It is sufficiently evident from heathen writings that something was always known about angels. This was, as it were, a kind of anticipation and previous persuasion, since all people are persuaded that angels exist, so that they had some idea of angels, although but a partial one. For, when a short time ago Daniel said the fourth appearance in the furnace was called by the king of Babylon “a son of a god,” then, as I have explained it, Nebuchadnezzar professed some belief in angels. He now says more expressly, God sent his angel As angels afford supplies to the elect and the faithful, I treat the subject here but shortly, since I am not in the habit of dwelling upon ordinary passages. It is enough for the present passage to shew how the impious, who have learnt nothing from either God himself or from piety at large, were yet imbued with these principles, since God is accustomed to use the assistance of angels to preserve his people. For this reason Nebuchadnezzar now says; the angel was sent by God to deliver his servants He next adds, who trusted in him; and this is worthy of notice, since it is added as a reason why these three men were so wonderfully preserved, through reposing all their hopes on God. Although Nebuchadnezzar was very like a log or a stone with relation to the doctrine of faith, yet God wished by means of this stone and log to instruct us, to inspire us with shame, and to reprove us of incredulity, since we are unable to conform our lives to his will, and to approach all dangers boldly, whenever it becomes necessary. For if we are thoroughly persuaded that God is the guardian of our life, surely no threats, nor terrors, nor death itself, should hinder us from persevering in our duty. But distrust is the cause of slothfulness, and wherever we deflect from a straightforward course, we deprive God of his honor, by becoming backsliders, while some want of faith betrays itself and is palpably apparent. Hence let us learn, if we wish our life to be protected by God’s hand, to commit ourselves entirely to him, since he will never disappoint us when we confide in him. We saw how doubtful about the event Shadrach, Meshach, and Abed-nego were; but their doubt did not diminish their hope and confidence. They were placed in this alternative — either God will take us from rite furnace, or, if we must die, he will preserve us for some better state, and gather us into his kingdom. Although they dared not persuade themselves that he would notice them yet they reposed their lives in the hand and care of God. Hence they are deservedly complimented by Nebuchadnezzar, when he said,They trusted in their God, and afterwards, they changed the king’s edict, that is, reduced it to nothing, and abrogated it, because they were endued with greater power. For whoever rests in God, easily despises all mankind, and whatever is lofty and magnificent in the world. And this context is worthy of observation, since faith ought to be put as a foundation, and then fortitude and constancy must be added, with which Shadrach, Meshach, and Abed-nego were endowed; because any one who reposes upon God can never be moved aside from the discharge of his duty; and however numerous the impediments which may occur, he will be borne aloft on the wings of his confidence. He who knows God to be on his side, will be superior to the whole world, and will neither wonder at the scepter and diadems of kings, nor dread their power, but rather surpass all the majesty of the earth which may oppose him, and never to turn aside from this course.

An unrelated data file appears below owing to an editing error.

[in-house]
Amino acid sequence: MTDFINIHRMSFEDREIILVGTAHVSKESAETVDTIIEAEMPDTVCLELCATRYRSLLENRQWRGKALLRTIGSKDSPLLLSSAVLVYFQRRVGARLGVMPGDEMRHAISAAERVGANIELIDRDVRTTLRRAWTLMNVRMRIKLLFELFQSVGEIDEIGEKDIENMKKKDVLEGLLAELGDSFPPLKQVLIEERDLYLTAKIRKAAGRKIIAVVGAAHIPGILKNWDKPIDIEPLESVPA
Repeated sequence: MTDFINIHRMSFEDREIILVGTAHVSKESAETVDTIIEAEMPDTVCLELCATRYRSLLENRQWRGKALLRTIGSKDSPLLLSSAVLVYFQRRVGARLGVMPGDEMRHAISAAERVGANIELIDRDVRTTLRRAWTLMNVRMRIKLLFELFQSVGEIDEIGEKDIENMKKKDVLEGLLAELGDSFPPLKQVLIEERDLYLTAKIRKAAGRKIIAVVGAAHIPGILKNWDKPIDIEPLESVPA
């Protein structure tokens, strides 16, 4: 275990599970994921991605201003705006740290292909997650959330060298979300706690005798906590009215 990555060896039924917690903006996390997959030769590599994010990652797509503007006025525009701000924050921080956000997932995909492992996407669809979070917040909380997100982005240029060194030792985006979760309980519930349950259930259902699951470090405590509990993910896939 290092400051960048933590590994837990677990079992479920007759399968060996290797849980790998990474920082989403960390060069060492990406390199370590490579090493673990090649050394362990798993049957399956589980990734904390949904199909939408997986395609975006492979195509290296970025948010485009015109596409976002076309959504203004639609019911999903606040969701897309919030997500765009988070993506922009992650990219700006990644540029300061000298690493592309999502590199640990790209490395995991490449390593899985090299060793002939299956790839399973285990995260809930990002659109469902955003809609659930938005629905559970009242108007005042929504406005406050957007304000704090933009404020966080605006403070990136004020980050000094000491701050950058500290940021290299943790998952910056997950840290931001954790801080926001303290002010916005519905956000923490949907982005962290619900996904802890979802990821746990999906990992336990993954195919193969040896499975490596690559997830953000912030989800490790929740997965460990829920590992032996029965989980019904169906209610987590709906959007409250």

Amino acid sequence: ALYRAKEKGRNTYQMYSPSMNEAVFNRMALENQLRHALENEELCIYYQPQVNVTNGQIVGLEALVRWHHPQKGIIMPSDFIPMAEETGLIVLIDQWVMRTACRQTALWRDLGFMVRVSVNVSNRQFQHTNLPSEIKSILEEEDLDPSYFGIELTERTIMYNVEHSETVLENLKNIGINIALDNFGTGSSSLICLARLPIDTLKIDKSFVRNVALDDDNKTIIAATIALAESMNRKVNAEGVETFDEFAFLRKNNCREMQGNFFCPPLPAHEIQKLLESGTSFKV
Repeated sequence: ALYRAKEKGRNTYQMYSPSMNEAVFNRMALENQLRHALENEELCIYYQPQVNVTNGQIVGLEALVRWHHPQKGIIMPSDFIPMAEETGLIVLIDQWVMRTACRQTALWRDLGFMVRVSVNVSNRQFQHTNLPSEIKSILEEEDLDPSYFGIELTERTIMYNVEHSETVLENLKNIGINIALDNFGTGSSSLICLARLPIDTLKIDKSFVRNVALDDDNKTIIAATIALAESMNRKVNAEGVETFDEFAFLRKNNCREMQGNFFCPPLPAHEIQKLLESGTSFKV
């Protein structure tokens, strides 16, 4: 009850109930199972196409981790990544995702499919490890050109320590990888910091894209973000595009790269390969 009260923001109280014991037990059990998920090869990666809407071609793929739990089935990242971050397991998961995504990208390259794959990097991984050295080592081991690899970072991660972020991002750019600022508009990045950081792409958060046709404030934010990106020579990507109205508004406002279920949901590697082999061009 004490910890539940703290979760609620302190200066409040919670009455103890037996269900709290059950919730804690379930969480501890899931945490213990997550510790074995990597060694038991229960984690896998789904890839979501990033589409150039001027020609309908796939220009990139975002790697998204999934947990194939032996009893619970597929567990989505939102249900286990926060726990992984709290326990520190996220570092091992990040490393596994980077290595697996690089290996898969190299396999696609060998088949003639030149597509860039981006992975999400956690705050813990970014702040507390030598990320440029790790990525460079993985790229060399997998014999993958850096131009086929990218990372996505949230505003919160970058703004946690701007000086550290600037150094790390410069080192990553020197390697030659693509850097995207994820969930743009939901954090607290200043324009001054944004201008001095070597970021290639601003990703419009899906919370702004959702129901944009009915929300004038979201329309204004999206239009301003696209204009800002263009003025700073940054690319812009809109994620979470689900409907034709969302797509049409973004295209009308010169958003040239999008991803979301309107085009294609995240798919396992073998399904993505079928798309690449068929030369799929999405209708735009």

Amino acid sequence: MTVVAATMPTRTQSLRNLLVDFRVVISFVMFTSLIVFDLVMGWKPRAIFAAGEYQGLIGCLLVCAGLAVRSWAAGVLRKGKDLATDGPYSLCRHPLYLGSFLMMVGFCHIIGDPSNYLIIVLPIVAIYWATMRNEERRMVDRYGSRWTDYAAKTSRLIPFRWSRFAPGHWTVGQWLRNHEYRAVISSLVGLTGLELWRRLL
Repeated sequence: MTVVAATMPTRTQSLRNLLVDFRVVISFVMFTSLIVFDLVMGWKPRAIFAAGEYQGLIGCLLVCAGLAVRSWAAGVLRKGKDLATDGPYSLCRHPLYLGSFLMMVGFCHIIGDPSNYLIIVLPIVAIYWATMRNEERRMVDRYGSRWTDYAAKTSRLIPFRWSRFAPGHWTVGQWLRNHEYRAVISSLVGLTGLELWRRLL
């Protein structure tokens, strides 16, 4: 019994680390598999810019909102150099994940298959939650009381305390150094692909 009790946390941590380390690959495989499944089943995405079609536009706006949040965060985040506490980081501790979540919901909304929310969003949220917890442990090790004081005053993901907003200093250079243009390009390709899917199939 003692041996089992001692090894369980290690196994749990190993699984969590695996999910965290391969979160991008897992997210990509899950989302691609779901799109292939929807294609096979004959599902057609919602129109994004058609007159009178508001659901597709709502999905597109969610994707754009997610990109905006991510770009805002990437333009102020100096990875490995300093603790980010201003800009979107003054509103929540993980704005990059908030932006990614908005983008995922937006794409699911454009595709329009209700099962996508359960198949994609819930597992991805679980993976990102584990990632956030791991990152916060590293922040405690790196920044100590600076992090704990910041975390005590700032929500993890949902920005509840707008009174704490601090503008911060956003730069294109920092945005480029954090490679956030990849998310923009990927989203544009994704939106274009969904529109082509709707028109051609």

He afterwards adds, they delivered up their bodies instead of worshipping or adoring any god except their own God. That very thing which the king is compelled to praise in these three men, at this day many who boast themselves to be Christians wish to escape. For they fancy their faith to be buried in their hearths, and bring forth no fruit of their profession. There is no doubt God wished these things to be related by his Prophet, to shew the detestable cunning of those who wish to defraud God of his lawful honor, and at the same time shelter themselves from his gaze, lest he should notice their insult. Such as these are unworthy of being convinced by the word of God, but Nebuchadnezzar is here appointed their master, censor, and judge. And we must diligently remark this, — Nebuchadnezzar praises these three, because they refused to worship any other god except their own. Why then did he mingle together a great multitude of deities? For he did not depart from his own errors and give himself up entirely to the God of Israel, and embrace his worship in its purity. Why then does he praise in others what he does not imitate? But this is far too common; for we see virtue praised and yet frozen to death, as in this instance, for many are willing to offer him lip-service. (Juvenal, Sat. 1.) Although Nebuchadnezzar seemed here to speak seriously, yet he did not consider himself; but he took away all pretext for excuse, since he could not afterwards pretend ignorance and error, after asserting with his own mouth that no other god ought to be worshipped. Hence he may cause those who now wish to be called Christians to be ashamed, unless they depart far away from all superstitions, and consecrate themselves entirely to God, and retain his worship in its sincerity. We must remember then how King Nebuchadnezzar does not simply praise the constancy of these three men, because he does not acknowledge any god, for he does reckon the God of Israel to be a true deity. Hence it follows, that all others were fictitious and utterly vain. But he spoke to no purpose, because God did not thereby touch his heart, as he usually works in his elect when he regenerates them. It follows, —